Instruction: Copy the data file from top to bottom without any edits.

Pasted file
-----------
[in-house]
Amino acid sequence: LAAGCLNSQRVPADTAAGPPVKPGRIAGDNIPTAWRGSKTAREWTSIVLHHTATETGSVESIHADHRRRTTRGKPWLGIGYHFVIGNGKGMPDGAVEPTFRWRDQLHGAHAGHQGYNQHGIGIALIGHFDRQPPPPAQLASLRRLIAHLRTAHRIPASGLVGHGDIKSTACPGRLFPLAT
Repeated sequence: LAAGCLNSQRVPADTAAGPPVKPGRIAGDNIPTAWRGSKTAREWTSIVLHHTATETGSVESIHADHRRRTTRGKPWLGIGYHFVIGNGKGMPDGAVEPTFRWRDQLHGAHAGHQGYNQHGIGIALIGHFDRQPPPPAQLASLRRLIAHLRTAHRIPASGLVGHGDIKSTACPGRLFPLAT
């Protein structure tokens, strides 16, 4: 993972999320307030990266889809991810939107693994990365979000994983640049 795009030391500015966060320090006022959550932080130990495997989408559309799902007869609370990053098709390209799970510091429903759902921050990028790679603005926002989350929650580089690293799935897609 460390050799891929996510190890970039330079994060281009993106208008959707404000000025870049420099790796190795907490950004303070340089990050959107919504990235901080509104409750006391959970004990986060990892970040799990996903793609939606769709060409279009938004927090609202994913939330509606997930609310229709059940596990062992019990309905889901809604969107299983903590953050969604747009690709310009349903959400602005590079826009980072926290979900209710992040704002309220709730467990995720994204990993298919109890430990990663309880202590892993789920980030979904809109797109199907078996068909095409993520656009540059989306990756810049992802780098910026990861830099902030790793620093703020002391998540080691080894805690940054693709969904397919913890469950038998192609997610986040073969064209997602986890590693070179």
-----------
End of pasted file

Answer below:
[in-house]
Amino acid sequence: LAAGCLNSQRVPADTAAGPPVKPGRIAGDNIPTAWRGSKTAREWTSIVLHHTATETGSVESIHADHRRRTTRGKPWLGIGYHFVIGNGKGMPDGAVEPTFRWRDQLHGAHAGHQGYNQHGIGIALIGHFDRQPPPPAQLASLRRLIAHLRTAHRIPASGLVGHGDIKSTACPGRLFPLAT
Repeated sequence: LAAGCLNSQRVPADTAAGPPVKPGRIAGDNIPTAWRGSKTAREWTSIVLHHTATETGSVESIHADHRRRTTRGKPWLGIGYHFVIGNGKGMPDGAVEPTFRWRDQLHGAHAGHQGYNQHGIGIALIGHFDRQPPPPAQLASLRRLIAHLRTAHRIPASGLVGHGDIKSTACPGRLFPLAT
């Protein structure tokens, strides 16, 4: 993972999320307030990266889809991810939107693994990365979000994983640049 795009030391500015966060320090006022959550932080130990495997989408559309799902007869609370990053098709390209799970510091429903759902921050990028790679603005926002989350929650580089690293799935897609 460390050799891929996510190890970039330079994060281009993106208008959707404000000025870049420099790796190795907490950004303070340089990050959107919504990235901080509104409750006391959970004990986060990892970040799990996903793609939606769709060409279009938004927090609202994913939330509606997930609310229709059940596990062992019990309905889901809604969107299983903590953050969604747009690709310009349903959400602005590079826009980072926290979900209710992040704002309220709730467990995720994204990993298919109890430990990663309880202590892993789920980030979904809109797109199907078996068909095409993520656009540059989306990756810049992802780098910026990861830099902030790793620093703020002391998540080691080894805690940054693709969904397919913890469950038998192609997610986040073969064209997602986890590693070179």